Q & A with Susan Speranza, Author of ICE OUT

Q & A with Susan Speranza, Author of ICE OUT

Susan Speranza’s new book Ice Out published May 24, 2022. Susan was born in New York City, grew up on Long Island, and for a time worked in Manhattan, enjoying the hectic pace and cultural amenities of the City. Eventually, however, she grew tired of it and exchanged the urban/suburban jungle for the peace and quiet of rural Vermont living. In addition to her latest novel, Ice Out, she authored two other books: The City of Light, a dystopian story about the end of western civilization, and The Tale of Lucia GrandiThe Early Years, a novel about a dysfunctional suburban family. She has also published numerous articles, poems, and short stories. Along the way, she managed to collect a couple of master’s degrees. When she is not writing, she keeps herself busy exhibiting and breeding her champion Pekingese.


Synopsis of Ice Out from the publisher:

Francesca Bodin has a near-perfect life as an accomplished music teacher and professional flutist living in the Vermont countryside with her husband Ben, and their four-year old daughter, Addie. This ends suddenly when a snowmobiling accident traps the three of them in a frozen lake. Ben, after escaping onto the ice, leaves her and Addie to die. 

Francesca believes she sees their dog pull Addie from the lake and drag her into the nearby woods. Desperate to help her daughter, she crawls from the icy waters and follows them. Once she enters the forest, however, she finds herself trapped in a sinister, dream-like world where night never ends, where Addie’s whereabouts remain hidden from her, and where she encounters a group of women who, like Francesca, have been left to die and now seek to unleash their revenge on those who have harmed them. When they have Ben in their sights, Francesca realizes that if she is ever to escape this nightmare and save her daughter, she must first save the husband who abandoned them. 


Susan answers some questions that I posed to her about Ice Out:

1.  What inspired you to start writing Ice Out?

I always begin a work with an idea I want to explore. In this novel, I wanted to explore what happens when a person’s life abruptly changes. I have seen many people’s lives turn on a dime. What was a perfect, happy, fulfilling life changed in an instant, and those people found themselves in circumstances they never dreamed of. They then acted in ways they never anticipated. I have always been interested in such events, how it changes people, how people react. This is what I wanted to explore in Ice Out. I also wanted to explore the process of grieving and the idea of forgiveness.

Years ago there was a ferry accident in the English Channel. Many of the men got out, many of the women were left behind. It was thought that it took some physical strength to escape the underwater ferry and make it to the surface. I wondered why many of these men in their rush to the surface didn’t help the others. Did they leave behind friends, partners, spouses? When I began crafting this story, I thought of this incident and wondered, could you forgive your significant other for leaving you behind in a life or death situation? Should you? What would make someone do this? Are there some acts that are so egregious that you can’t forgive? I used a snowmobiling accident because I live in Vermont, and as a snowmobiler myself I have seen some of these dedicated snowmobilers do crazy things. It’s a wonder there aren’t more accidents! All of this inspired the story.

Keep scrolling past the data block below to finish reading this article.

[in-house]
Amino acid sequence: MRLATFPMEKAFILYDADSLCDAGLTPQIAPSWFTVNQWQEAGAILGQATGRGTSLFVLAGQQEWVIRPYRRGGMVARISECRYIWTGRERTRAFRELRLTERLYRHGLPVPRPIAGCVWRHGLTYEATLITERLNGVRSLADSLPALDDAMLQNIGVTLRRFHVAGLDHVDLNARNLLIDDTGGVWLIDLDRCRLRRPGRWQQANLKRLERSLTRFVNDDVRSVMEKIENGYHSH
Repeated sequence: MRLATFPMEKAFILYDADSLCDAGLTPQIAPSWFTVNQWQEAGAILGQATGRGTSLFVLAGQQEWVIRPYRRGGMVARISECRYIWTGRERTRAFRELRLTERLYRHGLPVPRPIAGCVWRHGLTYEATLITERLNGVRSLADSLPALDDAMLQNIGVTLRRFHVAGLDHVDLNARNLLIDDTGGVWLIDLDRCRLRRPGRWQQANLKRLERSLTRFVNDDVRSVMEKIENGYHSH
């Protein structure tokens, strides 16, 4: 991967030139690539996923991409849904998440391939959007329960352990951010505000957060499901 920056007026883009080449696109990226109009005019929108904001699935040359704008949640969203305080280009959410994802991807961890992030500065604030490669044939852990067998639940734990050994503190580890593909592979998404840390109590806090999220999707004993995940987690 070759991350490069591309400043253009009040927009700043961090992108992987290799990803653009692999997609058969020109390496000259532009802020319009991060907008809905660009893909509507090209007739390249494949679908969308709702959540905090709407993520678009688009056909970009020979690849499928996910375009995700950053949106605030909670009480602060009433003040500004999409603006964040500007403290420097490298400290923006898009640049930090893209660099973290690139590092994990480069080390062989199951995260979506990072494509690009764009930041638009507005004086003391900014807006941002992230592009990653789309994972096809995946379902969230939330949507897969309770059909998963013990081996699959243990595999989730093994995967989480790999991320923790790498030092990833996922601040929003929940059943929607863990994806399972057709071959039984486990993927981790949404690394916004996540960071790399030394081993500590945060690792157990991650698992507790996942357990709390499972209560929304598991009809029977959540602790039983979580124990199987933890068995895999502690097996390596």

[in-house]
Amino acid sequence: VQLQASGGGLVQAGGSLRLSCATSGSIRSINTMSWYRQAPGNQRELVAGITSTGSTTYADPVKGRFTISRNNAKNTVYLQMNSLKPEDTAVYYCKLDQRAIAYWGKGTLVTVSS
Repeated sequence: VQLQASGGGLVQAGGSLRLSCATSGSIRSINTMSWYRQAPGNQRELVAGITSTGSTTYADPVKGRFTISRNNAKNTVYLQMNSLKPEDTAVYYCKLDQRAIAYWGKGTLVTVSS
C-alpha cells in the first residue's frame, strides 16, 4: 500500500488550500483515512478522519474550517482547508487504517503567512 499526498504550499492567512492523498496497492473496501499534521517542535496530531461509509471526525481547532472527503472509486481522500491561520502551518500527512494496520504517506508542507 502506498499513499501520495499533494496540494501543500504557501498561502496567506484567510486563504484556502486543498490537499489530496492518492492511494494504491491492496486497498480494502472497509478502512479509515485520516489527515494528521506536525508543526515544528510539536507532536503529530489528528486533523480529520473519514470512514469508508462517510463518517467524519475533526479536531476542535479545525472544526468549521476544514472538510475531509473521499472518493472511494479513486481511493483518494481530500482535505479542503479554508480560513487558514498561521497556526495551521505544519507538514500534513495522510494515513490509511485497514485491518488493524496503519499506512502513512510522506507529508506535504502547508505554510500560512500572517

2.  What do you hope your readers take away from your book?

Ice Out as with all of my writings, seeks to engage the reader both intellectually and emotionally. The reader should pay attention to everything as everything in the book serves the purpose of telling a full story. I hope this story makes the reader question and contemplate the nature of reality and the idea of forgiveness.


3.  What surprised you the most when writing this book?

What surprised me most is how easily the story and the writing came to me. It normally doesn’t come this easily. I think what helped is I had a framework early on in which to construct the narrative which made it flow much easier.


4.  What was your favorite part and least favorite part of the publishing journey?

The favorite part obviously is knowing that Francesca’s story will be out in the world where readers will get to experience it. My least favorite part has been the publicity demands and having to navigate the bureaucracy in order to have errors addressed and fixed.


5.  Share something your readers wouldn’t know about you.

As a preservation breeder, I have been breeding and showing Pekingese for almost 30 years. I have many champions under the banner of Castlerigg Pekingese and am listed as an AKC Breeder of Merit.


6.  What are you reading now and what have you read recently that you loved?

I am presently reading Kazuo Ishiguro’s Klara and the Sun, a very interesting book that raises questions about consciousness and the idea of the self. I have previously read Maren Cooper’s Finding Grace, a riveting and poignant story about a narcissistic woman and the destructive effect she has on her daughter, The Lives of Diamond Bessie, by Jody Hadlock, an engrossing tale about a 19th century prostitute, and Rhino Dreams, by Carolyn Waggoner and Kathryn Williams, an exciting romance and page-turning adventure set in the exotic Namibian desert.


Order Ice Out from Bookshop.org.